That’s the first question I’m asked when people find out I eat a plant-based diet. Understandable, since everyone seems to be talking about high-protein diets, protein shakes, protein bars, and protein powder. Indeed, proteins are a basic and necessary building block for everything that lives.

Have you ever wondered how large, muscular animals like cows, elephants, horses, bison, and giraffes get their protein since they’re all herbivores? You guessed it. The same way I do– by eating plants.

Did you know that all plants have some protein? For example, 1 cup of green peas has 8 grams of protein, spinach 5 grams, and soybeans 11? Think about it—it seems more efficient to me to cut out the “middleman” and get your protein directly from plants. And healthier, too, as plants are higher in fiber, and lower in fat and calories than animal sources.

But vegetables don’t have as much protein per ounce as meat or dairy, so can one get enough protein just by eating plants? According to nutrition experts, the average person needs around 50 grams of protein per day, or 0.35 Grams per pound of body weight. (Certain factors can increase protein needs, however, like extreme stress, trauma, major surgery, burns, and age over 65.) It might surprise you to know that most Americans get way more than they need—averaging 100-120 grams per day— due to high meat and dairy intake.

Let’s look at a sample menu on a plant-based diet:


  • 1 cup whole oatmeal with raisins, dates, walnuts
  • 1 cup plain soymilk
  • 1 slice whole-wheat toast with plant-based margarine
  • ½ cup berries


  • 1 cup lentil soup
  • 1 square corn bread
  • 1 mixed-green salad with vinaigrette dressing
  • ½ cup fresh fruit salad


  • 1 cup stir-fried mixed vegetables and tofu with brown sauce
  • 1 cup steamed brown rice
  • Herbal tea

The totals for the day are 1,600 calories and 53 grams of protein. You can see that even with no animal products at all, it’s easy to get all the protein you need.

Now, you might ask, is the quality of plant protein as good as animal protein? Does it have all the essential amino acids my body needs? Early researchers thought we needed to get all the amino acids in one meal in order to make it a “complete” protein. They encouraged vegetarians to be sure to pair say a legume and a grain together. Now we know from more recent studies that isn’t necessary. Eating a variety of whole, unrefined, plant-based foods (nuts, whole grains, seeds, vegetables, legumes) will give you all the essential amino acids you need.

So why is eating animal proteins not recommended? There is a growing stream of evidence suggesting that too much protein may cause or worsen health problems, especially if it comes from animal sources. Here is a partial list:

  • Contributes to increased mortality from heart disease1,2
  • Worsens blood sugar control in people with diabetes3
  • Increases risk of kidney stones4
  • Increases osteoporosis—loss of calcium from bones5,6
  • Reduced bone strength in children7
  • Increases cancer risk8,9,10,11
  • Correlates with increased mortality in those under 65 years old12
  • Increases risk of chronic diseases due to inflammation13

I hope that answers your questions about protein. I’ve included some references so you can read more, or feel free to ask your question in the “ASK DOC” tab.


  1. Marion Tharrey, Francois Mariotti et al., “Patterns of Plant and Animal Protein Intake Are Strongly Associated with Cardiovascular Mortality: The Adventist Health Study-2 Cohort,” International Journal of Epidemiology (April 2, 2018), ↩︎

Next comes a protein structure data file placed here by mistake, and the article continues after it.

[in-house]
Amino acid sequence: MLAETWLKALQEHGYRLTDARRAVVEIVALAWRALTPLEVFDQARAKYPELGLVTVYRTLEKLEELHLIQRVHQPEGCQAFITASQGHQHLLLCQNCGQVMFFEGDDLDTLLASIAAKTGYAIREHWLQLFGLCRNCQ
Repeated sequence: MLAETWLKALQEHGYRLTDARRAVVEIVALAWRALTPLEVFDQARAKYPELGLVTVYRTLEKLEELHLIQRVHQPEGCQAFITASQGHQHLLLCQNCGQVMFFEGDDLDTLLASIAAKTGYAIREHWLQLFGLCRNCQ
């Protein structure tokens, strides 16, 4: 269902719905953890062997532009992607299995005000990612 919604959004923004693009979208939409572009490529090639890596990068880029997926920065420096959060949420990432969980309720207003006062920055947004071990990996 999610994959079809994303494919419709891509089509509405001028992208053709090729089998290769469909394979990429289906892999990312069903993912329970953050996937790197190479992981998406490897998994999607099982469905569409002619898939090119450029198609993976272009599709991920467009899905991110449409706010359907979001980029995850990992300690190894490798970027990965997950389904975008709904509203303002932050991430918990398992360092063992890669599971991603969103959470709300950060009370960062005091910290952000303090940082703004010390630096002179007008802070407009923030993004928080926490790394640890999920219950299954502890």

2. D.M. Ornish, et al., “Can Lifestyle Changes Reverse Coronary Atherosclerosis? The Lifestyle Heart Trial,” The Lancet 336, no. 8708 (July 21, 1990). ↩︎
  3. Effie Viguiliouk, Sarah E. Stewart et al., “Effect of Replacing Animal Protein with Plant Protein on Glycemic Control in Diabetes: A Systematic Review and Meta-Analysis of Randomized Controlled Trials,” Nutrients 2015, no. 7: 9804-24, ↩︎
  4. L. Borghi, T. Schianchi et al., “Comparison of Two Diets for the Prevention of Recurrent Stones in Idiopathic Hypercalciuria,” New England Journal of Medicine 346, no.2 (Jan 10, 2002): 77-84. ↩︎
  5. U.S. Barzel, “Excess Dietary Protein Can Adversely Affect Bone,” Journal of Nutrition 128, no. 6 (June 1998): 1051-53. ↩︎
  6. J.E. Kerstetter, M.D. Mitnick et al., “Changes in Bone Turnover in Young Women Consuming Different Levels of Dietary Protein,” Journal of Clinical Endocrinology and Metabolism 84, no. d (1999), 1052-55. ↩︎
  7. Ute Alexy, Thomas Remer et al., “Long-Term Protein Intake and Dietary Potential Renal Acid Load Are Associated with Bone Modeling and Remodeling at the Proximal Radius in Healthy Children,” American Journal of Clinical Nutrition 82 (2005): 1107-14. ↩︎
  8. S.A. Bingham, “Meat or Wheat for the Next Millennium” Plenary lecture. High-Meat Diets and Cancer Risk,” Proceedings of the Nutrition Society 58, no. 2 (1999): 243-48. ↩︎
  9. T. Norat and E. Riboli, “Meat Consumption and Colorectal Cancer: A Review of Epidemiologic Evidence,” Nutrition Reviews 59, no. 2 (2001); 37-47. ↩︎
  10. E. Giovannucci, E. B. Rimm et al, “Intake of Fat, Meat, and Fiber in Relation to Risk of Colon Cancer in Men,” Cancer Research 54, no. 9 (1994): 2390-97. ↩︎
  11. A. Tavani, C. LaVecchia et al, “Red Meat Intake and Cancer Risk: A Study in Italy,” International Journal of Cancer 89, no.2 (2000): 425-28. ↩︎
  12. Morgan E. Levine, Jorge A. Suarez et al., “Low Protein Intake Is Associated with a Major Reduction in IGF-1, Cancer, and Overall Mortality in the 65 and Younger but Not Older Population,” Cell Metabolism 19 (Mar.4, 2014): 2390-97. ↩︎
  13. P.J. Barnes and M. Karin, “NF-kB: A Pivotal Transcription Factor in Chronic Inflammatory Diseases,” New England Journal of Medicine 10, no. 336 (Apr. 10, 1997): 1066-1071. ↩︎